Do You Know What’s In Your Python Packages? A Tool for Visualizing Python Package Registry Security Audit Data
AuraBorealis is a web application for visualizing anomalous and potentially malicious code in Python package registries. It uses security audit data produced by scanning the Python Package Index (PyPI) via Aura, a static analysis designed for large scale security auditing of Python packages. The current tool is a proof-of-concept, and includes some live Aura data, as well as some mockup data for demo purposes.
Current features include:
- Scanning the entire python package registry to:
- List packages with the highest number of security warnings, sorted by Aura warning type
- List packages sorted by the total and unique count of warnings
- List packages by their overall severity score
- Displaying security warnings for an individual package, sorted by criticality
- Visualize the line numbers and lines of code in files generating security warnings for a specific package
- Compare two packages for security warnings
Turn on your VPN (at IQT)
Clone the repository.
git clone https://github.com/IQTLabs/AuraBorealisApp.git
Navigate to aura-borealis-flask-app directory.
pip install -r requirements.txt
Run the app.
Navigate to the URL
http://0.0.0.0:7000/ via a browser.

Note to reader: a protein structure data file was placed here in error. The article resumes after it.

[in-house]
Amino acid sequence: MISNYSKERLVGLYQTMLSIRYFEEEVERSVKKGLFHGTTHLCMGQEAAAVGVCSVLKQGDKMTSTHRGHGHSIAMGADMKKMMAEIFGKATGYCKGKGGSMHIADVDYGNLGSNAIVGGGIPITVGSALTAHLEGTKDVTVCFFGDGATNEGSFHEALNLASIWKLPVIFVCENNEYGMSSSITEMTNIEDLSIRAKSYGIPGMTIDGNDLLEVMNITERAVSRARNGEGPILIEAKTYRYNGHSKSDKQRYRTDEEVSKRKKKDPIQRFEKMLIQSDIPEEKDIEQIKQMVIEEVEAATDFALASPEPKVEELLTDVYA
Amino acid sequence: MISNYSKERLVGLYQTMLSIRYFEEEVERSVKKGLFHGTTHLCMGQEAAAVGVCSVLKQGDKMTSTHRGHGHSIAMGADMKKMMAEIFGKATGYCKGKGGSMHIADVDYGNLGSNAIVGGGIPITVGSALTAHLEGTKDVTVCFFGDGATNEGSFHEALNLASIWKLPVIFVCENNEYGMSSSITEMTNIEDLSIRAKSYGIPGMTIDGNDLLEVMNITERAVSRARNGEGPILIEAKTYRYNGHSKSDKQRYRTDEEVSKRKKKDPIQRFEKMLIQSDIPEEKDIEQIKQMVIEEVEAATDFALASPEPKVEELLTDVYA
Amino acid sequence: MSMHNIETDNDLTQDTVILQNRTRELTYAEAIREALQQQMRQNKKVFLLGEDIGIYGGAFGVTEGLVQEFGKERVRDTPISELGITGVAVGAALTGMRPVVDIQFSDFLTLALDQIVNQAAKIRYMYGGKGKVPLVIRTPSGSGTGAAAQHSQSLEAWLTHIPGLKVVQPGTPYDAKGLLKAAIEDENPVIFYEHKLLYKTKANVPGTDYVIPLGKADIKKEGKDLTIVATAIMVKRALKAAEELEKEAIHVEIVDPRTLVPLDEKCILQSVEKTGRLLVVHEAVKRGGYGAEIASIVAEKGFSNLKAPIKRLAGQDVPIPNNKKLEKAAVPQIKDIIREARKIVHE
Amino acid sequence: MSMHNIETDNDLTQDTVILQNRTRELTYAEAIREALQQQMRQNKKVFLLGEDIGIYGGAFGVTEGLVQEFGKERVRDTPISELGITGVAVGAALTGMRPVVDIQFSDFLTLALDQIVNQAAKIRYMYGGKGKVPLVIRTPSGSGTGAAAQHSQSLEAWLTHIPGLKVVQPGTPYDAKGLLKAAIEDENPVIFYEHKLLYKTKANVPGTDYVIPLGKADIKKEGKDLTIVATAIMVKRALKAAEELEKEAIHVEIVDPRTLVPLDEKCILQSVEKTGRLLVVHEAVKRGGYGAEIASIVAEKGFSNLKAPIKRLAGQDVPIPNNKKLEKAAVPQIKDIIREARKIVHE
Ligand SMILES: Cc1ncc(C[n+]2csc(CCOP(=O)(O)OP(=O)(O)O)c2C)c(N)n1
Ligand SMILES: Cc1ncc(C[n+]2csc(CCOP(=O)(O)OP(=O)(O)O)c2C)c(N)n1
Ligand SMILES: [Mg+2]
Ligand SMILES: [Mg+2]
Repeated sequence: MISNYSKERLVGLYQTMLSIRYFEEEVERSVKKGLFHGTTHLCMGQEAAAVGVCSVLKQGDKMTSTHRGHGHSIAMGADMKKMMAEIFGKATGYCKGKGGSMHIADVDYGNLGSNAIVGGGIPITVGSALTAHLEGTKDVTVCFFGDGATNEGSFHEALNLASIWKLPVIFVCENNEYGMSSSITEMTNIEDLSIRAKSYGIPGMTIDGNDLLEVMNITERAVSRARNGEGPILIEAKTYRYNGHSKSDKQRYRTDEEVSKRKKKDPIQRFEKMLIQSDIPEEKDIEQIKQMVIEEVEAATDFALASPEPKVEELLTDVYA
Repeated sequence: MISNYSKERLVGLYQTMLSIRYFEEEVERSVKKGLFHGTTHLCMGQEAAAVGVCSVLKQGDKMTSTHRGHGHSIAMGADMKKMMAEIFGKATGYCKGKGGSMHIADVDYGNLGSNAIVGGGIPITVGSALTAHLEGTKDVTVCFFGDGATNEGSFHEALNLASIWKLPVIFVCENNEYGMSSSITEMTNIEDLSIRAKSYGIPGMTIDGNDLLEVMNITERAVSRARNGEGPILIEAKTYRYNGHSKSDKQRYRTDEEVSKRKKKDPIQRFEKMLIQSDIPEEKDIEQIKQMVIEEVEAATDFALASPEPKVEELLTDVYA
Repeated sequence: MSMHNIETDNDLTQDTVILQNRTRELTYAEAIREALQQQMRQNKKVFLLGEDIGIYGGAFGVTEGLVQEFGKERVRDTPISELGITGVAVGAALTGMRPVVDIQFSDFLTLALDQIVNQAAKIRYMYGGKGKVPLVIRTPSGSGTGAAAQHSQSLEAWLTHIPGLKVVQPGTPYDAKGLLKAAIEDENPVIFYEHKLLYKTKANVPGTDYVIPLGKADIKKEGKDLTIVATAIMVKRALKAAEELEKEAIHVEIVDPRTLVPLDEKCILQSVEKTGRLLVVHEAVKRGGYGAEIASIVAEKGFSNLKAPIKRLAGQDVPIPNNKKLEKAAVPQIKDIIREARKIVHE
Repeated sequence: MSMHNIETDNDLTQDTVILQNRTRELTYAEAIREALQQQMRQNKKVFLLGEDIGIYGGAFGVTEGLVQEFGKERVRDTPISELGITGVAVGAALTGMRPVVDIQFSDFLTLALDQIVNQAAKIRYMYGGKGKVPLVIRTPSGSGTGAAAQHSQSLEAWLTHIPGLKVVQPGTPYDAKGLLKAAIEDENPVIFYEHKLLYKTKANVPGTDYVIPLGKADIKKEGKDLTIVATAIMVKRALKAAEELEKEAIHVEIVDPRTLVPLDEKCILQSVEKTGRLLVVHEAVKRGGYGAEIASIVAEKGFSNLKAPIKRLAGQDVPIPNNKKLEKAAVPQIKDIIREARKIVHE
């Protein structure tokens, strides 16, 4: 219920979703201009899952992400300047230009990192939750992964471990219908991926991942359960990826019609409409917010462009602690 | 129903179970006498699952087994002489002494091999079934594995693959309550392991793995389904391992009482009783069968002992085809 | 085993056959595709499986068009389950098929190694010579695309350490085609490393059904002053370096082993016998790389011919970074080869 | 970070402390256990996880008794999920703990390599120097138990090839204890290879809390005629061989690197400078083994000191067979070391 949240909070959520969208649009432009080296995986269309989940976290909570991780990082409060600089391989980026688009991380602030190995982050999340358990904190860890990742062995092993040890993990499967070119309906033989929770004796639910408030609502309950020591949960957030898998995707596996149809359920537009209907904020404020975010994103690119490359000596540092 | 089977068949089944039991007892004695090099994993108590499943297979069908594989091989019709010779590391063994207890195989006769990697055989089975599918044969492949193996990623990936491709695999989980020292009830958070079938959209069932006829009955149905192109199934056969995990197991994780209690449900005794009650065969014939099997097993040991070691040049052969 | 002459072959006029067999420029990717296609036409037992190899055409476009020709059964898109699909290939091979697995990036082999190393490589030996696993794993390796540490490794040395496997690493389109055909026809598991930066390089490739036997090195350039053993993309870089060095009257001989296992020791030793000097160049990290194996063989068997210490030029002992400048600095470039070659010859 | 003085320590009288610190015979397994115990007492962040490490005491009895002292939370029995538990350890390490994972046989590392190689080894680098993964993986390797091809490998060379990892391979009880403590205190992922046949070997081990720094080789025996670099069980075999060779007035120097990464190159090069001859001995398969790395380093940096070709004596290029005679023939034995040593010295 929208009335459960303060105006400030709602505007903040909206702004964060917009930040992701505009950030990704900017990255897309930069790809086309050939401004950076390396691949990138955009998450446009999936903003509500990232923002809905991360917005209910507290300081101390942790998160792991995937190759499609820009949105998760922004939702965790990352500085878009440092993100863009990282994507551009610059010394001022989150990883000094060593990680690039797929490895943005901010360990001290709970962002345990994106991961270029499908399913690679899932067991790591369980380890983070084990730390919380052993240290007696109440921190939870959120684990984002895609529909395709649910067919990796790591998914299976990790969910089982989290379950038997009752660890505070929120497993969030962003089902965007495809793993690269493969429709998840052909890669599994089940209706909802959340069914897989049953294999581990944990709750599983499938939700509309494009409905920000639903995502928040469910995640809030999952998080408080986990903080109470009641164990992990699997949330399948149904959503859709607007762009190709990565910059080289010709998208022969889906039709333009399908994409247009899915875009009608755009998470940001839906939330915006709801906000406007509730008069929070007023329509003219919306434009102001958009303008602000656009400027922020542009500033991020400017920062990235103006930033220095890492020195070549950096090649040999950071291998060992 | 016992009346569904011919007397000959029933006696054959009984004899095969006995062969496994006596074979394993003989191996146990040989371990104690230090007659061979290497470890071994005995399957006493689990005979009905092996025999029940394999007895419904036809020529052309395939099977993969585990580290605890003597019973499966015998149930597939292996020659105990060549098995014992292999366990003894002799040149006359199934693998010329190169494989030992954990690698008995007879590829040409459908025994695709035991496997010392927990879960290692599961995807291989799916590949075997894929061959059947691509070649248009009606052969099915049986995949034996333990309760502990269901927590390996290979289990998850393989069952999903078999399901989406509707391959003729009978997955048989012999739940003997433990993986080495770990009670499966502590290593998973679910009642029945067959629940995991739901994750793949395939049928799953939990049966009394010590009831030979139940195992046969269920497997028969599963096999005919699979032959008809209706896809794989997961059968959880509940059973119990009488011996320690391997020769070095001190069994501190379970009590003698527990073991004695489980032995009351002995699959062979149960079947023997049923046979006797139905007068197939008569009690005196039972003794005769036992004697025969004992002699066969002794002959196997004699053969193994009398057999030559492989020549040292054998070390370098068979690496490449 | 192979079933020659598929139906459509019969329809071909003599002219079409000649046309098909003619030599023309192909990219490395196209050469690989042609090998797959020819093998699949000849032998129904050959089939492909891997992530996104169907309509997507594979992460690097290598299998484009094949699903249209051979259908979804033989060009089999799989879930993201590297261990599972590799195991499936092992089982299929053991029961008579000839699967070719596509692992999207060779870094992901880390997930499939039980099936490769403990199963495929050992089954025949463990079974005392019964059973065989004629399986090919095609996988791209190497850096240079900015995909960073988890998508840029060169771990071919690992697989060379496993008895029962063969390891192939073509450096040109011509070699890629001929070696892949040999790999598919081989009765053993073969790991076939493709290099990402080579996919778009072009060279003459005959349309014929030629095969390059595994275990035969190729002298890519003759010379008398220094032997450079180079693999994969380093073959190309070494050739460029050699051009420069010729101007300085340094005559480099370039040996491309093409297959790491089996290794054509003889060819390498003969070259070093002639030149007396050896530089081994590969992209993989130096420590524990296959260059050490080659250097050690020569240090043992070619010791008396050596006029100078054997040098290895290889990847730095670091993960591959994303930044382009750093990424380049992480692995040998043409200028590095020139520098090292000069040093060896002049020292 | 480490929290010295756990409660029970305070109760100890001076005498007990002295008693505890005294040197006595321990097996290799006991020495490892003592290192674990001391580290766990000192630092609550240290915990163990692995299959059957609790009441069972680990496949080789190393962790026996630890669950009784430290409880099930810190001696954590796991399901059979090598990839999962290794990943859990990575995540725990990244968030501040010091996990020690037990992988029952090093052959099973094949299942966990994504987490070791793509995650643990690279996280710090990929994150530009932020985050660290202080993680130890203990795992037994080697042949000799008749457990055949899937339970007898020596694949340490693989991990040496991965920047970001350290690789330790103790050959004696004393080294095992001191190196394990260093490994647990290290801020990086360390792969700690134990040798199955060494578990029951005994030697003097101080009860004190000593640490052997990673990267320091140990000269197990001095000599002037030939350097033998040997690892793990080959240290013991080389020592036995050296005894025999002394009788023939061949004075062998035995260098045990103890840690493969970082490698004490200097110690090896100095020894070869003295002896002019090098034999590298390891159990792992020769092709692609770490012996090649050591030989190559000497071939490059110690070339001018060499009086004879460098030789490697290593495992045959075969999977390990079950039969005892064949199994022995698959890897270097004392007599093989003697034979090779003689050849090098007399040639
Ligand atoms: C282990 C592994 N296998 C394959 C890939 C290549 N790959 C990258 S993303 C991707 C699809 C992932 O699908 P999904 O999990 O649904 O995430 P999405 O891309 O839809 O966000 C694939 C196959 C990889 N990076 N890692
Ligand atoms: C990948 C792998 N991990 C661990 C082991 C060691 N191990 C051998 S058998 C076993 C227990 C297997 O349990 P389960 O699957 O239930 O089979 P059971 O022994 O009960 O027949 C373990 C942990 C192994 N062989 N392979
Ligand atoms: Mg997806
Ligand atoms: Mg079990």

- Compare a package to a benchmark profile of packages of similar purpose for security warnings
- Compare different versions of the same package for security warnings
- List packages that have changes in their warnings and/or severity score between two dates
- Ability to scan an internal package/registry that’s not public on PyPI
- Display an analysis of permissions (does this package make a network connection? Does this package require OS-level library permissions?)
firstname.lastname@example.org (John Speed Meyers, IQT Labs, Secure Code Reuse project lead).
The lead developer and creator of Aura is Martin Carnogusky of sourcecode.ai.
- IQT blog post on secure code reuse
- IQT blog posts on typosquatting and preventing typosquatting via pypi-scan
- USENIX article on “Counting Broken Links: A Quant’s View of Software Supply Chain Security”
- IQT open source dataset on known software supply chain compromises